Angry Nigerians in Abuja have allegedly given South African residents in their country until Tuesday to vacate their land in order to avoid bloodshed.
The warning came amid the violent spate of xenophobic attacks that have gripped parts of Gauteng, particularly Pretoria, in the past two weeks.
The South African high commissioner in Abuja, Lulu Mnguni, told The Citizen by telephone on Monday that South Africans’ lives had been threatened by the National Association of Nigerian Students, who have given them 48 hours to vacate the country.
“The expiry date is tomorrow [Tuesday],” said Mnguni.
He said security had been beefed up to protect South Africans in Nigeria.
Mnguni said although South Africans feared for their lives, he urged them to remain calm, limit their movement and be vigilant while moving around.
Nigerians in Abuja bemoaned the South African government’s alleged failure to prosecute perpetrators of xenophobic attacks, saying they had granted the perpetrators “a licence to kill foreign nationals”.
In retaliation to the violence in South Africa, Nigerians allegedly embarked on a protest, “harassed” South African staff members from MTN in Abuja and “stole customers’ phones and staff laptops”. This allegedly took place in full view of 30 police officers, who took no action.
Speaking to The Citizen from Nigeria, Chief Andrew Elijah of Ijaw Monitoring Group said Nigerians were expressing their anger to draw attention to the plight of their countrymen in South Africa, but condemned such behaviour.
Elijah lambasted the South African government, saying its “silence has given a group of criminals the licence to kill”.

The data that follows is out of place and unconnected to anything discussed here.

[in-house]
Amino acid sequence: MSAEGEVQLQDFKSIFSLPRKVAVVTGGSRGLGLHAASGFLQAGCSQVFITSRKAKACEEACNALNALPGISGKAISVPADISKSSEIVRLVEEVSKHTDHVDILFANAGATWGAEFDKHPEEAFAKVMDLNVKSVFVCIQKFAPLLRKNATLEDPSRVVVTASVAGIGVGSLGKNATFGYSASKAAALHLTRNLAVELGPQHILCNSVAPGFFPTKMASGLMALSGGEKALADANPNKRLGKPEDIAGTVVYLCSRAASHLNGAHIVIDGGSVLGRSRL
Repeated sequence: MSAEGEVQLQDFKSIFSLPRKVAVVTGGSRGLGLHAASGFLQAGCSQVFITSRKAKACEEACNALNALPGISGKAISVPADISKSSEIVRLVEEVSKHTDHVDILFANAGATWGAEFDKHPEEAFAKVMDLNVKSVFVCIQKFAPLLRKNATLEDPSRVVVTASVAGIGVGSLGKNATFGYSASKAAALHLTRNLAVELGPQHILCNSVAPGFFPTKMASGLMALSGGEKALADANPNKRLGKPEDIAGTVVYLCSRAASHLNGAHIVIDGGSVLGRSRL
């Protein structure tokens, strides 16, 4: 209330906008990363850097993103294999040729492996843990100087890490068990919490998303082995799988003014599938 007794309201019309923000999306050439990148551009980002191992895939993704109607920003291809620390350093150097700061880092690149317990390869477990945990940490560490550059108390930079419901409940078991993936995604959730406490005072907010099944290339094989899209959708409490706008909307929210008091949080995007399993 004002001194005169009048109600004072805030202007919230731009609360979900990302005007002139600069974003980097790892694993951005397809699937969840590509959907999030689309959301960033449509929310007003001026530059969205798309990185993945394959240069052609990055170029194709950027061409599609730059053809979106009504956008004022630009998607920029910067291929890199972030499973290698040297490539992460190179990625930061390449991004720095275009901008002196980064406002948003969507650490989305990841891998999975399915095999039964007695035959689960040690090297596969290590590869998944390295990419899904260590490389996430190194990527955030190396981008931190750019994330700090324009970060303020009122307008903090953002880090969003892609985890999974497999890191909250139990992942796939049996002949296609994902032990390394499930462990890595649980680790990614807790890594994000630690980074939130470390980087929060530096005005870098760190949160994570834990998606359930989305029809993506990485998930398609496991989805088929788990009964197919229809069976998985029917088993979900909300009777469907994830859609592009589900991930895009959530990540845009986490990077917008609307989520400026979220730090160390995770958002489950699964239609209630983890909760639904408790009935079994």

He added they had not read any media reports relating to convictions for such criminal conduct.
However, Home Affairs Minister Malusi Gigaba’s spokesperson Mayihlome Tshwete had a different view, saying perpetrators of such violence were apprehended and prosecuted.
He referred to Operation Fiela in which thousands were arrested for different crimes, including xenophobic attacks.
Tshwete said those who resorted to violent behaviour were ignorant and not representative of the policies of the Nigerian and South African governments.
Elijah said Africans were supposed to express love towards one another, but it was unfortunate that there was enmity among them, adding this was totally unacceptable and that “God Almighty will not be happy with this”.
Former vice-chairperson of the Nigerian Union in Gauteng, Prince Agonaemi Evah, said no Nigerians had been killed in South Africa and recent spates of violence were not related to xenophobia.
Evah said South Africans were expressing their concerns about foreign nationals who were involved in prostitution and drug trafficking.
“There is a lot of misunderstanding and people back at home believe Nigerians have been killed, whereas no Nigerians have been killed. South Africans are not against foreigners, but are against the businesses they are engaging in. Police should take action against such criminality,” he said.
Evah said they had engaged in campaigns against prostitution and drug trafficking in their community because such actions “give us a bad name back in Nigeria and everybody thinks we are all involved”.